Technology, Higher Education, and Open Access
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Technology, Higher Education, and Open Access

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A powerpoint used in an entry level Introduction to Technology course explaining the open educational resources and creative commons.

A powerpoint used in an entry level Introduction to Technology course explaining the open educational resources and creative commons.

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Technology, Higher Education, and Open Access Technology, Higher Education, and Open Access Presentation Transcript

  • Technology, HigherEducation and OpenAccess Anne Arendt
  • Public Domain• Public domain items are available for anyone to use for any purpose.• Property rights are held by the public at large• Not controlled or owned by anyone• Consider: http://www.gutenberg.org/
  • What we normally doFirst let’s talk about what we normally do: • Google search • Wikipedia • Advanced search (maybe) • Other?
  • What we normally doNow let’s talk about the results we get:•Google search http://www.google.com (but lets throw in someboolean stuff)•Wikipedia http://www.wikipedia.org/ (look at what their licenseis and let’s try an edit)•Advanced search such ashttp://www.google.ca/advanced_search orhttp://scholar.google.com/
  • Considering OER The open educational resources movement consists of freely accessible electronic access to course materials, but it also involves other aspects such as open access to books and library materials, and access to modules of educational information instead of complete courses. It may also include educational communication tools or implementation resources as well (International Institute, 2005).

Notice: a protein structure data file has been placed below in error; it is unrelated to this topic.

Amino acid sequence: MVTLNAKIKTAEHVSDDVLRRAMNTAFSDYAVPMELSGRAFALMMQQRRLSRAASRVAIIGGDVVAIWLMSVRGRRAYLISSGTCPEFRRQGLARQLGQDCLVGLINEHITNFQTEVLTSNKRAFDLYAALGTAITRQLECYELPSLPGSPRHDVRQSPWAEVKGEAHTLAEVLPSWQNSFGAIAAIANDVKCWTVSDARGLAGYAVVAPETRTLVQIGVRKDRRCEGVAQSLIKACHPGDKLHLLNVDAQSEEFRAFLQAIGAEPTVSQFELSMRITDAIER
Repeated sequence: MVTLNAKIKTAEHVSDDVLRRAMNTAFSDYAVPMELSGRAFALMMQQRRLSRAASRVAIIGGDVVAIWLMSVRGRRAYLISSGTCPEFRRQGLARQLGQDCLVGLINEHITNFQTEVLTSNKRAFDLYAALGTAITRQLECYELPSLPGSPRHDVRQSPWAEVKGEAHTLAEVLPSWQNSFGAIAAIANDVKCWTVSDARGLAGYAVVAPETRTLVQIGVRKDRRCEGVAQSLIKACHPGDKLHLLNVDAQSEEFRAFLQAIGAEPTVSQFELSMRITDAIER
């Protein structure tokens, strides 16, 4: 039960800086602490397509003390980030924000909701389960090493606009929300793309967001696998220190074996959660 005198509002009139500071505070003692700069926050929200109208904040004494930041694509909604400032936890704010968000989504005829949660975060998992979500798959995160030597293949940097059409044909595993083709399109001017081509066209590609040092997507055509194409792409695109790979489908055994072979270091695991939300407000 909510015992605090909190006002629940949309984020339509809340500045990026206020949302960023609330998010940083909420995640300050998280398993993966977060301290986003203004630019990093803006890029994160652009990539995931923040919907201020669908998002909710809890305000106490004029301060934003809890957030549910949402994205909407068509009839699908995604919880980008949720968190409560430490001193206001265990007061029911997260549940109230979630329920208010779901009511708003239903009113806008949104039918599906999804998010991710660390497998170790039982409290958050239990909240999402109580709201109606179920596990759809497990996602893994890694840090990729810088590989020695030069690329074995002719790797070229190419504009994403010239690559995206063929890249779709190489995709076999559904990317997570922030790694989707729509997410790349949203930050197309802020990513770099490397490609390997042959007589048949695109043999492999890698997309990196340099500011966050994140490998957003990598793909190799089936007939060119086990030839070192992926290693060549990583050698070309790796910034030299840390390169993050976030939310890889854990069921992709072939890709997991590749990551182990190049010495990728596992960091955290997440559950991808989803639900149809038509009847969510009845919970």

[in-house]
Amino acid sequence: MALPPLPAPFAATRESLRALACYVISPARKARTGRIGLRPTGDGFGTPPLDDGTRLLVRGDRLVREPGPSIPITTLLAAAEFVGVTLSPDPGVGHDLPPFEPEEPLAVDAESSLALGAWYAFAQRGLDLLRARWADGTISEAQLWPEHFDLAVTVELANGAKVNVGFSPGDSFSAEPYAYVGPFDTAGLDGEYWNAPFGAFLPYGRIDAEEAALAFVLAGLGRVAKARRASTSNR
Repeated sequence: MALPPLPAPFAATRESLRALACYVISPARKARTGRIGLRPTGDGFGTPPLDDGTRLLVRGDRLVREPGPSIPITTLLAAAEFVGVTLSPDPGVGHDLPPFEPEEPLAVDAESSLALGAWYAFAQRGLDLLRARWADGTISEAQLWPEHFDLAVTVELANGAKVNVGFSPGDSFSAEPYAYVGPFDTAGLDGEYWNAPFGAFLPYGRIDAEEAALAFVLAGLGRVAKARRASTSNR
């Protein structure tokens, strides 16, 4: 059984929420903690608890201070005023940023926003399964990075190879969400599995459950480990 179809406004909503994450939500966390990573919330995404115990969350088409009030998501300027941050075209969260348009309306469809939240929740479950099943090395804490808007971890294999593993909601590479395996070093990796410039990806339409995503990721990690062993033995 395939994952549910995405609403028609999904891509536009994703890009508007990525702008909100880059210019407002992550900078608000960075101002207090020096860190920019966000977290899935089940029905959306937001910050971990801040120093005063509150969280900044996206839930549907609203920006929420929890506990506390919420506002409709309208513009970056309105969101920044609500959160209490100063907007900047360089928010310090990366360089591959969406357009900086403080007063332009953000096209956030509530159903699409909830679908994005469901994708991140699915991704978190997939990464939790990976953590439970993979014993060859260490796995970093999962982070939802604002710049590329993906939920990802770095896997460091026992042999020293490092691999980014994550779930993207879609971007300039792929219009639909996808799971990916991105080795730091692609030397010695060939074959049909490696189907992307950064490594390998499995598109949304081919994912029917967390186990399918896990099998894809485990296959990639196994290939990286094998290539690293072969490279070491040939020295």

• OEREssentially, it is teaching, learning, and research resources,content or otherwise, which reside in the public domainor have been released under an intellectual-propertylicense that permits their free use or repurposing byothers. This may include learning content, tools such assoftware, or implementation resources such as methodsor principles (Smith & Casserly, 2006; Stover, 2005;Trenin, 2007).
  • OERLets look a moment at: Open eLearning Content ObservatoryServices at http://www.olcos.org/Their intention, overall, is to foster learning and the acquisitionof competencies in both teachers and learners (OpeneLearning, 2007).
  • OERLet’s look a moment at the Open eLearning ContentRepositories they list athttp://wikieducator.org/Exemplary_Collection_of_Open_eLearning_C
  • OERLet’s try one: http://www.merlot.org/Huh! Free and actually accessible (without alogin or fees) multimedia based educationalresources. Novel!
  • OERSo is that the only one? Absolutely not! Here are somegood places to start:•http://www.oercommons.org/•http://www.ocwfinder.org/•http://www.google.com/cse/home?cx=000793406067725335231%3
  • Learning ObjectsLearning objects are small, reusable pieces of instructionalmaterial•http://academicearth.org/•http://www.khanacademy.org/•http://cnx.org/•http://www.merlot.org/
  • OpenCourseWareThe OpenCourseWare (OCW) aspect of the open learninginitiative was dedicated to the development of freely available,stand-alone college-level online course and teaching materials
  • MIT OCW• MIT has perhaps the most well known OCW project known to date at http://ocw.mit.edu/• The MIT OCW initiative has made content from all of their approximately 1800 courses available on the Internet at no cost for non-commercial purposes (Matkin, 2005; Carson, 2006)
  • MIT OCWMIT’s OCW is visited over 1.2 million times per month fromindividuals around the globe with the help of nearly 80 mirrorsites on university campuses around the world including 54 inAfrica and 10 in East Asia (Carson, 2006).
  • MIT OCWOf the visitors of the MIT OCW,49% are self-directed learners,32% are students, and16% are educators from around the world, with61% of OCW use originating from outside the United States(Carson, 2006).
  • MIT OCWSelf-directed learner uses include:•(a) enhancing personal knowledge (56%),•(b) keeping current in the field (16%), and•(c) planning future study (14%).
  • MIT OCWStudent uses include:•(a) complementing a course (38%),•(b) enhancing personal knowledge (34%), and•(c) planning course of study (16%).